First, I need to ask, how are you doing mama?
I am not okay. This phrase has been floating around recently, but allow me to explain why I feel this way. I have outstanding Black men all around me. Some older, some younger, and it troubles me that I feel helpless in preventing them from encountering racism, police brutality, and racial profiling. My father, brothers, and male cousins live in Chicago, and today I came across multiple posts on Instagram reporting that some gang members are randomly attacking innocent Black men in certain parts of the city. Although I have been able to warn them, it doesn’t sit well with me that I can’t reach every black man.
In addition, I have a 4-year-old son and a 2-year-old daughter to raise, nourish, and protect. There is a lot going on, but I am learning to pause, reflect, and keep myself together to be there for my children.
Could you begin by telling us about your business?
Yes! Khojo Kids is an online children’s clothing and accessories line created by me in 2019. It is cultivated on the principles of love, individuality, and knowing your identity. I feel the current children’s clothing market is lacking in diversity and representation of the unique style of the African diaspora. As a result, I created Khojo Kids to fill that void.
Aside from seeing young girls wearing Khojo, it makes me more proud knowing that the women I hire back in Nigeria get to express themselves through the art they love to create while being fairly compensated for their work. They are able to support their families and still be present for life’s priceless moments because of the opportunity they now have.
Where are your pieces made?
All of our bow headbands and minimal dresses are made in my country of origin, Nigeria. The cotton fabric, Ankara, is very popular in West Africa for its beautiful, unique prints. Ankara is known for its versatility and tribal-like pattern. We create and hand-select custom prints and convert them into affordable, high-quality, minimal pieces for children that are timeless and can be passed down for generations.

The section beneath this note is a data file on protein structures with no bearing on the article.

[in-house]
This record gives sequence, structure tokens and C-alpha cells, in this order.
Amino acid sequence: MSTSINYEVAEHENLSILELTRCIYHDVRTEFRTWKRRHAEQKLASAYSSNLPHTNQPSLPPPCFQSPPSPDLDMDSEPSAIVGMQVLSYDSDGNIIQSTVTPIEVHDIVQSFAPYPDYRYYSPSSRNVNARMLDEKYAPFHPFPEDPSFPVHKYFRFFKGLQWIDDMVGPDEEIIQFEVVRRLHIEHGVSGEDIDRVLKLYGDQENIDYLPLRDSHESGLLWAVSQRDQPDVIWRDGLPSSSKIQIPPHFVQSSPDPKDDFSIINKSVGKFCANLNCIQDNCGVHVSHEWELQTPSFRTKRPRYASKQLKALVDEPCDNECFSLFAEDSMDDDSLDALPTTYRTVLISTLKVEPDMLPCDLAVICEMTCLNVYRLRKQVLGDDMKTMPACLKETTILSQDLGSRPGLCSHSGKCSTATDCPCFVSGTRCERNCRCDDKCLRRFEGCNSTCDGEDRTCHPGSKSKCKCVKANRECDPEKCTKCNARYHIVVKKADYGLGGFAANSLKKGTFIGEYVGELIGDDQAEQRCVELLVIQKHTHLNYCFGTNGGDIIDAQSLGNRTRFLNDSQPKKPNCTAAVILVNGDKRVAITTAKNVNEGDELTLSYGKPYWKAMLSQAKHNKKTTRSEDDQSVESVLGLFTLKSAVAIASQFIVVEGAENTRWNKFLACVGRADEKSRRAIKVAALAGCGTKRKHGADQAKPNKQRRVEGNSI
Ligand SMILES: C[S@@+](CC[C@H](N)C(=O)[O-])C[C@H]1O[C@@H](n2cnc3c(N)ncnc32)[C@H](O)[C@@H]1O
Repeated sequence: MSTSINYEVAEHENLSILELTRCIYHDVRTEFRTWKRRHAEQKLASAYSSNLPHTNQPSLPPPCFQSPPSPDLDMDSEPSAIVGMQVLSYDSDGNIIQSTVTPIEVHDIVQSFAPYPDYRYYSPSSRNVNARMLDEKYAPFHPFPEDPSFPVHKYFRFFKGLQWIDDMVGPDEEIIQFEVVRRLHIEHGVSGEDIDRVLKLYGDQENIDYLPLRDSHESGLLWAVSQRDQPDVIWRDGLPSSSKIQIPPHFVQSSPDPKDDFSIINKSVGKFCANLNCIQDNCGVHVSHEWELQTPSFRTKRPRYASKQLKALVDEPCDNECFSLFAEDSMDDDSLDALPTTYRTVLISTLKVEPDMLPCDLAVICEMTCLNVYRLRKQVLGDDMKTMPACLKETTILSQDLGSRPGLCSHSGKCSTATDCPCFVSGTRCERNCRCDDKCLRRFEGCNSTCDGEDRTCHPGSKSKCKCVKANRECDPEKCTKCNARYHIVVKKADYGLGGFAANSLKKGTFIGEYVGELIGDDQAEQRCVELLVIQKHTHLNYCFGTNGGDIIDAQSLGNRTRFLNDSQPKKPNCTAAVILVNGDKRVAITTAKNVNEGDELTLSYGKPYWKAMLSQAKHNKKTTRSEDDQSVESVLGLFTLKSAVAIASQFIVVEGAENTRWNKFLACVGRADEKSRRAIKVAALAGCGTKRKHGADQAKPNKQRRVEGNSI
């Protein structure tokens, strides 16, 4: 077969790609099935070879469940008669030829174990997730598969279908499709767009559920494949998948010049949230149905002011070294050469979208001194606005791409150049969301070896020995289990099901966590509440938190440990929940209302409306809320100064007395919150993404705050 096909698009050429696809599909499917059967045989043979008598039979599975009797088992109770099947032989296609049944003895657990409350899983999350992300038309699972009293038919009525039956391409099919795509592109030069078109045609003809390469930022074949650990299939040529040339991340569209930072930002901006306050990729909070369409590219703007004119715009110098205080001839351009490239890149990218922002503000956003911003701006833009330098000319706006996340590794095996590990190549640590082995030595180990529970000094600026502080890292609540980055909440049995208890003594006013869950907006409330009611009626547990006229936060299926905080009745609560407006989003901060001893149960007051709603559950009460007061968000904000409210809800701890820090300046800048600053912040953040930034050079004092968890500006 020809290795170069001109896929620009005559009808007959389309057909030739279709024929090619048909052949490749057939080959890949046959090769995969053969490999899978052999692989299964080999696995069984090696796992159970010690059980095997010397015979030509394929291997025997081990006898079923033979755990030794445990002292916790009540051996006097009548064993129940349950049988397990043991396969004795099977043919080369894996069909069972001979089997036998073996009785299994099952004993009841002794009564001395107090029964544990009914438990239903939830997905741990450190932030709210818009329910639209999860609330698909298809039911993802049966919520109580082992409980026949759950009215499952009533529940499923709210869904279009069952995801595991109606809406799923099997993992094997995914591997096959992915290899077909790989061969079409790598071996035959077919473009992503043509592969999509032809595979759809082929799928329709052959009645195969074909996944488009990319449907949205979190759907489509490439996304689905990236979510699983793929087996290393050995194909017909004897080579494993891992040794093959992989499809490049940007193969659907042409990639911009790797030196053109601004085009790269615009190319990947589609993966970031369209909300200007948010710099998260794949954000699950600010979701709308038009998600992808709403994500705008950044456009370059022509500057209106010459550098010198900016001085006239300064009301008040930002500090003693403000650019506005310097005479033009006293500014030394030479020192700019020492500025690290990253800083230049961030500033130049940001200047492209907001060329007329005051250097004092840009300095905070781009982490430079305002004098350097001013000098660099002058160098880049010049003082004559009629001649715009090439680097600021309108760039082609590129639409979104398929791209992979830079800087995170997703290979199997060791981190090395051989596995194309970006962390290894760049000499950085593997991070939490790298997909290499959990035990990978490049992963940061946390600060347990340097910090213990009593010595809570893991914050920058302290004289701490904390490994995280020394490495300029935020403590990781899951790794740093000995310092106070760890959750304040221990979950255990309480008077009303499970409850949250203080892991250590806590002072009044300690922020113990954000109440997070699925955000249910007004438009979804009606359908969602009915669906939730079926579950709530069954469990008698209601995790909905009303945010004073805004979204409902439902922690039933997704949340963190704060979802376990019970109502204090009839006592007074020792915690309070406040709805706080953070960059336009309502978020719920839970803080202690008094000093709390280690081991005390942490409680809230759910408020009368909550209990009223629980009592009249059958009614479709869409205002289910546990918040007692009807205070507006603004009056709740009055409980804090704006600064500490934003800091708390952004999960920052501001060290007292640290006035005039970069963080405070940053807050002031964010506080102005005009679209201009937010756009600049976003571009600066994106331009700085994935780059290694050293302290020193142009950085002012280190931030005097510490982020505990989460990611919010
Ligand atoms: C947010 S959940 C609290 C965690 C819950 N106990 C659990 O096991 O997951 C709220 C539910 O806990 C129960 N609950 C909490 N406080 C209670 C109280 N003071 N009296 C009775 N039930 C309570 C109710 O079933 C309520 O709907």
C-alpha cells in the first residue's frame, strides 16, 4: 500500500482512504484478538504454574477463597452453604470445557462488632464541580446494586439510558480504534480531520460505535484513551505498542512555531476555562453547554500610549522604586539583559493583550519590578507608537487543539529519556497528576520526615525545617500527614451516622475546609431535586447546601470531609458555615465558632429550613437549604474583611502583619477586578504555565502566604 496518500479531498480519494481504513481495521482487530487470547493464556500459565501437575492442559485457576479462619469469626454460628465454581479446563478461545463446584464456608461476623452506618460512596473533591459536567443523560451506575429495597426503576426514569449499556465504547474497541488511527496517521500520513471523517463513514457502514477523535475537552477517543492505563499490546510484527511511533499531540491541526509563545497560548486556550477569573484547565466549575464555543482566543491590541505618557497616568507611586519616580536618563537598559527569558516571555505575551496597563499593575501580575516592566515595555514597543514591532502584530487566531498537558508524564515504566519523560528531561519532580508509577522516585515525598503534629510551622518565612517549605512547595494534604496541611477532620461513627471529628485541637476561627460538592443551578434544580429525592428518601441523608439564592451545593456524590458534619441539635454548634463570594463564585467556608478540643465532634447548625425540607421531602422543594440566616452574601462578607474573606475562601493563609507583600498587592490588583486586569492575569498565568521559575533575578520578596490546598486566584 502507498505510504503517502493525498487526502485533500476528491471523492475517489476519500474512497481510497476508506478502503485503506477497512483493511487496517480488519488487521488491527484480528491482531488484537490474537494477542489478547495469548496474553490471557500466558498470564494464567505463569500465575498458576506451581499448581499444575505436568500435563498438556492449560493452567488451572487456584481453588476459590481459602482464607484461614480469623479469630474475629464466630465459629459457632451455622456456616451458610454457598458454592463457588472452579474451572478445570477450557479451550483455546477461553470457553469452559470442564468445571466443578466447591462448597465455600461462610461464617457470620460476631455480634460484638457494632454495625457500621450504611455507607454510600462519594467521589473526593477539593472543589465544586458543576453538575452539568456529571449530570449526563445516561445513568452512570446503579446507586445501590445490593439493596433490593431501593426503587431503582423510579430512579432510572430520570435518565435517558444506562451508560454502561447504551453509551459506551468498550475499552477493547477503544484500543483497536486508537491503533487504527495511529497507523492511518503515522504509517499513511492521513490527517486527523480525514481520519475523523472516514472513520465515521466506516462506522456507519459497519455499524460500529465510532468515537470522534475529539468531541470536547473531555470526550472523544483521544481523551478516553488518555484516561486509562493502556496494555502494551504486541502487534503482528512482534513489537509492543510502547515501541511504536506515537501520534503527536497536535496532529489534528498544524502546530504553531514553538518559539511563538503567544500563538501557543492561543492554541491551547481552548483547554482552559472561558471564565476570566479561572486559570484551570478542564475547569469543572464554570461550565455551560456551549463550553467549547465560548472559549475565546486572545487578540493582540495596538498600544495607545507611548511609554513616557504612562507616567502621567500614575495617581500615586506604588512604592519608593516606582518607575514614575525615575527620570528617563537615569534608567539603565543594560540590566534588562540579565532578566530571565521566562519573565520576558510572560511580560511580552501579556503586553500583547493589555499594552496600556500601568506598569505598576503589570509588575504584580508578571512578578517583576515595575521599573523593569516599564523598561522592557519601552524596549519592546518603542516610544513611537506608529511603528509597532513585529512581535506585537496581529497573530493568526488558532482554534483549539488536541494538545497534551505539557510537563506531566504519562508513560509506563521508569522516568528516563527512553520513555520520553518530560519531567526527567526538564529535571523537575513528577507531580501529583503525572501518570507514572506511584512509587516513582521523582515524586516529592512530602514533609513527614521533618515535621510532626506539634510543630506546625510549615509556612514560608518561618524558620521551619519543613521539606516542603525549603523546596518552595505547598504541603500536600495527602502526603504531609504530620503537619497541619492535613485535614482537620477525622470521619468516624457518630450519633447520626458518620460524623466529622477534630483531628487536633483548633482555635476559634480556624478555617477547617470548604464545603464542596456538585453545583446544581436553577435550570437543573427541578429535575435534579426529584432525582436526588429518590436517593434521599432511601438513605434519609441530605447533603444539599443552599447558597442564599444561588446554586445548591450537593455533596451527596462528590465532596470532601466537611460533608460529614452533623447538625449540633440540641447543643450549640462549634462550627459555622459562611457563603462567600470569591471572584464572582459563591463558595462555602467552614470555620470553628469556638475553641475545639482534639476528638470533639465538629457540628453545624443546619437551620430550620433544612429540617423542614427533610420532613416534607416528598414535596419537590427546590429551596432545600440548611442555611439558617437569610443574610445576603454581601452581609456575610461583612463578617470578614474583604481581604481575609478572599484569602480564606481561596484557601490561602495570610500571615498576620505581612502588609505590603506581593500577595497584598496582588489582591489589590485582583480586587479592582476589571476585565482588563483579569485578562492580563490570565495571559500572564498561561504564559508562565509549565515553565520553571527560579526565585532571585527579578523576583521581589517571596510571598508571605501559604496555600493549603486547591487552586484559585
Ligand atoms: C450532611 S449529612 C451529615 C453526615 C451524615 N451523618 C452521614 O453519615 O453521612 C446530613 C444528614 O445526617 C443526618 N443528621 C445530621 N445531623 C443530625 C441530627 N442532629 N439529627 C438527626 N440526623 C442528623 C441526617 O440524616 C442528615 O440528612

In your website’s brand mission, you express the “lack in diversity and representation of the unique style of the African diaspora.” I really respect your honesty. Can you express the importance for parents to introduce pieces like yours to their children?
I believe it all starts with exposure. Being exposed to something different sparks curiosity. That curiosity causes you to ask questions and seek out knowledge. There is a rich cultural history behind my pieces and the fabric I use. Having that initial exposure is a powerful tool that may spark someone to learn more about my pieces and where they come from, opening up a whole new world of appreciation for different cultures, ethnicities, art, fashion, and so on.
As a busy mother of two, what has been the biggest challenge to launching your business?
My biggest challenge is finding my balance. I will be honest, I have not mastered this and don’t think I ever will with two kids under 5, but I am learning from my mistakes. Self-care is important for me, so I create time for myself. It doesn’t have to be anything extravagant. Sometimes just sitting in my car for 20 minutes gives me the relaxation I need. I am sure all moms can relate to this. Other times it can be reading a book or taking a shower and meditating without Amani, my 2-year-old “checking up” on me. I try to make sure I stay organized and write down my business goals linked to resources that help me realistically reach them, and also ensure that I set time aside for self-care. I believe this helps me be the best mom, wife, friend, and businesswoman I can be.